This year was supposed to be a key one for the planet, with important summits scheduled to advance climate, biodiversity, and ocean discussions. Nevertheless, the coronavirus outbreak has altered most of the plans.
The UN body that oversees international climate negotiations, the UNFCCC, has postponed the 26th Conference of the Parties (COP26) on climate change, initially scheduled for November in Glasgow, Scotland, until 2021. This summit is central to advancing the climate agenda after COP25 talks in Madrid failed.
The decision was taken jointly by the UNFCCC and the UK, who will now work over the next few weeks to set a new date. Rescheduling will allow further time for the “necessary preparations” and ensure all countries “can focus on the issues to be discussed at the conference”, the UK said on a press release.
“COVID-19 is the most urgent threat facing humanity today, but we cannot forget that climate change is the biggest threat facing humanity over the long term,” UNFCCC head Patricia Espinosa said. “We continue to support and to urge nations to significantly boost climate ambition in line with the Paris Agreement.
For civil society, the decision is a sensible one amid the coronavirus outbreak. Nevertheless, climate action should remain high on the political agenda during 2020, with countries making sure that the economic response to the coronavirus doesn’t entrench the climate crisis.
“Under the current circumstances, the decision is unavoidable,” Manuel Pulgar Vidal, head of WWF’s global climate and energy practice, said. “But climate action must remain a non-negotiable global priority. That means we must also focus on creating low-carbon job opportunities and increasing our societies’ economic and ecological resilience.”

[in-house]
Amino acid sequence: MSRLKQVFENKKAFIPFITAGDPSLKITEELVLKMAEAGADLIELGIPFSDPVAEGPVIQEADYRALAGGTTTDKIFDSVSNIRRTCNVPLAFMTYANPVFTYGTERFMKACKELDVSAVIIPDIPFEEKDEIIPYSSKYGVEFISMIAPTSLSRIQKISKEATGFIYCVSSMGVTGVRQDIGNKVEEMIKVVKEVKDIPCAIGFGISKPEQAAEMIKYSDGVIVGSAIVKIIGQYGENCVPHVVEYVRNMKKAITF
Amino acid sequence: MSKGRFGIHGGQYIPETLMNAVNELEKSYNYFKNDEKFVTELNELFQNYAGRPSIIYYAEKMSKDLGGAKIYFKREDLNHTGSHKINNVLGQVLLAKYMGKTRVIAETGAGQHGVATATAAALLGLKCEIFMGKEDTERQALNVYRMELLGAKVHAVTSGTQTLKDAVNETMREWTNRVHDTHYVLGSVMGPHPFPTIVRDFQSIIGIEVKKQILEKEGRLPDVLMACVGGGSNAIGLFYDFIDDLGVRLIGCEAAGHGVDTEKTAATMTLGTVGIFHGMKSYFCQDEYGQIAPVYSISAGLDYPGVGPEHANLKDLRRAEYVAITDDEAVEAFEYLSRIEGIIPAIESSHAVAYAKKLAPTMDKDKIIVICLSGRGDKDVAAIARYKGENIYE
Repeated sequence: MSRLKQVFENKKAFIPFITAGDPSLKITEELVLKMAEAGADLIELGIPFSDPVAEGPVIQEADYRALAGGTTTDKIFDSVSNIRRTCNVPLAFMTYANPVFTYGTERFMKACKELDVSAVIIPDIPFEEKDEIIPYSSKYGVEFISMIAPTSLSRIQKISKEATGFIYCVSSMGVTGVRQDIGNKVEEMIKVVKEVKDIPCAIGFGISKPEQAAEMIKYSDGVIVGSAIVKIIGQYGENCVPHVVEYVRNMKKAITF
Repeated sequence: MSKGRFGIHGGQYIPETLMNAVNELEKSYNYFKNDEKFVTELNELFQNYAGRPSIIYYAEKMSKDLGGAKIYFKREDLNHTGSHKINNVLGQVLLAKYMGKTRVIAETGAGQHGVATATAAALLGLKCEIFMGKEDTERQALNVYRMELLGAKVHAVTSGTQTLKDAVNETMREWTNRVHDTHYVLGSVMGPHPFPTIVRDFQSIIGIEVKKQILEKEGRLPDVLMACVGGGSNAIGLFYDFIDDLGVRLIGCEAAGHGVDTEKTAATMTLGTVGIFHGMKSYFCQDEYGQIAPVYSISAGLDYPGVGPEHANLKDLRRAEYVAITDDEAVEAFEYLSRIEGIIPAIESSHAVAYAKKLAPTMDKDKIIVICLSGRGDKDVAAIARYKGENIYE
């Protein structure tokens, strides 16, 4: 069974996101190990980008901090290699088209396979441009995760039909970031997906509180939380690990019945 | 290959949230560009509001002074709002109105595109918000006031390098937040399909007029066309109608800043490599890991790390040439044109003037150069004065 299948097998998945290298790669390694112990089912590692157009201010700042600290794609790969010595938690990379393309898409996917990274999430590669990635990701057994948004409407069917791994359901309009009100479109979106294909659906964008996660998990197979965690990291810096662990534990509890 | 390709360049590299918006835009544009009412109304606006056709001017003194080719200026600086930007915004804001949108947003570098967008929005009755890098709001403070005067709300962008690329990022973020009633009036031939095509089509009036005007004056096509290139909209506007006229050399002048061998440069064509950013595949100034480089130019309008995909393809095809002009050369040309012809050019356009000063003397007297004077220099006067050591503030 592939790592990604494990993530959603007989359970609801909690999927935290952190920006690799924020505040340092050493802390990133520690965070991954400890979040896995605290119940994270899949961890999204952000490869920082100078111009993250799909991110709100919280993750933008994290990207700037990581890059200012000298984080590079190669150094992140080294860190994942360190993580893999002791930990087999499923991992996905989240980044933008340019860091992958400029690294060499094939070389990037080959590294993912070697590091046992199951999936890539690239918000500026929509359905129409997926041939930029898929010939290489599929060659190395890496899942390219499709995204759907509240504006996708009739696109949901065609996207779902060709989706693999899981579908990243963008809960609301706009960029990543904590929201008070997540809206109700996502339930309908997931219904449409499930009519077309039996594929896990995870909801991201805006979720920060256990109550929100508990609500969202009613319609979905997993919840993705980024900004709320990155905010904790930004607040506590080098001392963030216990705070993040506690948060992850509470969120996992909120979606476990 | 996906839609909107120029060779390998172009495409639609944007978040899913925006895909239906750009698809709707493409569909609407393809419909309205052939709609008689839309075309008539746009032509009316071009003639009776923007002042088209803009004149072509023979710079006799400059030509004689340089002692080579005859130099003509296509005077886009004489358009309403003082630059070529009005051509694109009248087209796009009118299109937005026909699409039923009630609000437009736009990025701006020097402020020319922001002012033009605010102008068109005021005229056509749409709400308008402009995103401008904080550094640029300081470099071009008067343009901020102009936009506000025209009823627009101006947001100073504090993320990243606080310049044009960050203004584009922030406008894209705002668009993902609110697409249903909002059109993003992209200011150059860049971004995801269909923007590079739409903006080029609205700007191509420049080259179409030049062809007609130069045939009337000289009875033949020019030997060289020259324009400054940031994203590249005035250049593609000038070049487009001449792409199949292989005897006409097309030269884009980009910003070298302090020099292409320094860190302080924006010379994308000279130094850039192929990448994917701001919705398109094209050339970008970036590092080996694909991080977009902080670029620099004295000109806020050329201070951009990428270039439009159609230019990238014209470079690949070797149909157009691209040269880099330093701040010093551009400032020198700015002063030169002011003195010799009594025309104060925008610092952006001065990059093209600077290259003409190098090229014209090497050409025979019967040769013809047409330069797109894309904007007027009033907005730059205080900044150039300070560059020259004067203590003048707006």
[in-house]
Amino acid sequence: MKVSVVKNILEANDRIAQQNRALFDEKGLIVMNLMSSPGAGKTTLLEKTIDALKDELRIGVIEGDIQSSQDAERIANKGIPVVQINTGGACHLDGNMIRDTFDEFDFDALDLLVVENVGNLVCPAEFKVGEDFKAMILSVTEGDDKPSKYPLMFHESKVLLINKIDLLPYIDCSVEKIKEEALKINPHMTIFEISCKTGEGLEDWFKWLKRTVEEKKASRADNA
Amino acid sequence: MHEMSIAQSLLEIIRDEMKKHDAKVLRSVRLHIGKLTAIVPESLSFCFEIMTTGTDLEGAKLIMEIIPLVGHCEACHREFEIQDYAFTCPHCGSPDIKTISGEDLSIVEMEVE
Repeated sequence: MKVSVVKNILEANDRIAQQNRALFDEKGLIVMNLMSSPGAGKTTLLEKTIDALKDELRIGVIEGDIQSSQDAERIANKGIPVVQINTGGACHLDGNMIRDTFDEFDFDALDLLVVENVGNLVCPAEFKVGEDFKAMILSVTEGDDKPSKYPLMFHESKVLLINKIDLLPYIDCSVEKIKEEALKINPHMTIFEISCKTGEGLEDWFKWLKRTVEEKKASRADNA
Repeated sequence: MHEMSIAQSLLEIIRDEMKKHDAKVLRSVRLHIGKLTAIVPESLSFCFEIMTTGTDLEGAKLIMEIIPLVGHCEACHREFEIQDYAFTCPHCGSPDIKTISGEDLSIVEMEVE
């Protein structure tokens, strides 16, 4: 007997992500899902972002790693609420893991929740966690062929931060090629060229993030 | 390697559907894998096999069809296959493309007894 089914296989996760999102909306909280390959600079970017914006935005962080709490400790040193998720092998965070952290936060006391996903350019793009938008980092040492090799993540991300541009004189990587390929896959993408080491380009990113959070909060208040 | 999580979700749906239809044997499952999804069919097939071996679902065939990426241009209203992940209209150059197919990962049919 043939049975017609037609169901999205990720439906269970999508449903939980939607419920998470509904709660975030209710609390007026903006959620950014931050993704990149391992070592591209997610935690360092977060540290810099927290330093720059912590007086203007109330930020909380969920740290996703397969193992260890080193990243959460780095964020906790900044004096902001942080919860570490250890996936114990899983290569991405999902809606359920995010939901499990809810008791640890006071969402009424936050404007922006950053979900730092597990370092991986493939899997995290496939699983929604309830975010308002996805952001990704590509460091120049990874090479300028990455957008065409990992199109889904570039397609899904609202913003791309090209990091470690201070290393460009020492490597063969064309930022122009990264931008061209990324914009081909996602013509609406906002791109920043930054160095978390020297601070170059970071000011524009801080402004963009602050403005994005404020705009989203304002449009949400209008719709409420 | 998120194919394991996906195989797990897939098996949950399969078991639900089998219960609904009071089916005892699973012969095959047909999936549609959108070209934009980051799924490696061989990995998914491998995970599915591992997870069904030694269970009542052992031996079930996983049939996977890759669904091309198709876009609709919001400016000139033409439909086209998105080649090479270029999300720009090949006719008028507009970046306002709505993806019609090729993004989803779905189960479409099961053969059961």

COP26 was supposed to see signatories to the 2015 Paris Agreement on climate change present new commitments, known as NDCs, which are meant to raise their ambition, a critical step in curbing global emissions. At the same time, it had to resolve key points for the implementation of the agreement, that wasn’t solved in COP25 in Madrid.
Countries committed to limit global warming to 2 degrees Celsius compared to pre-industrial levels. Nevertheless, the commitments presented so far haven’t been ambitious enough, leading the world to a temperature increase of up to 4 degrees Celcius.
The UNFCCC had already canceled or postponed all meetings in March and April, both at its headquarters in Bonn, Germany, and worldwide. African Climate Week, due to take place from 9 March in Uganda, was also called off, as well as London Climate Week, which was scheduled from June 27 to July 5.
“This does not let governments off the hook. We will continue to hold them accountable to deliver renewed climate ambition for the equitable and just transformation of societies. If there is anything that this Covid19 crisis has taught us, it is that now more than ever we need sustained international efforts to build a safe and resilient future,” said Tasneem Essop, Executive Director of Climate Action Network.
As well as the COP26, the 15th conference of the parties to the Convention on Biological Diversity (CBD), the most important biodiversity conference in a decade, was also postponed without a date. The summit was due to take place in October in China, with the aim of creating a new global framework for biodiversity.
A UN conference on protecting marine biodiversity in areas beyond national jurisdiction, scheduled for March 23 in New York, was also shelved and the WTO (World Trade Organization) has suspended all meetings in March and April. If the move is extended, it could affect the June annual meeting in Kazakhstan, which has the elimination of fishing subsidies high on the agenda.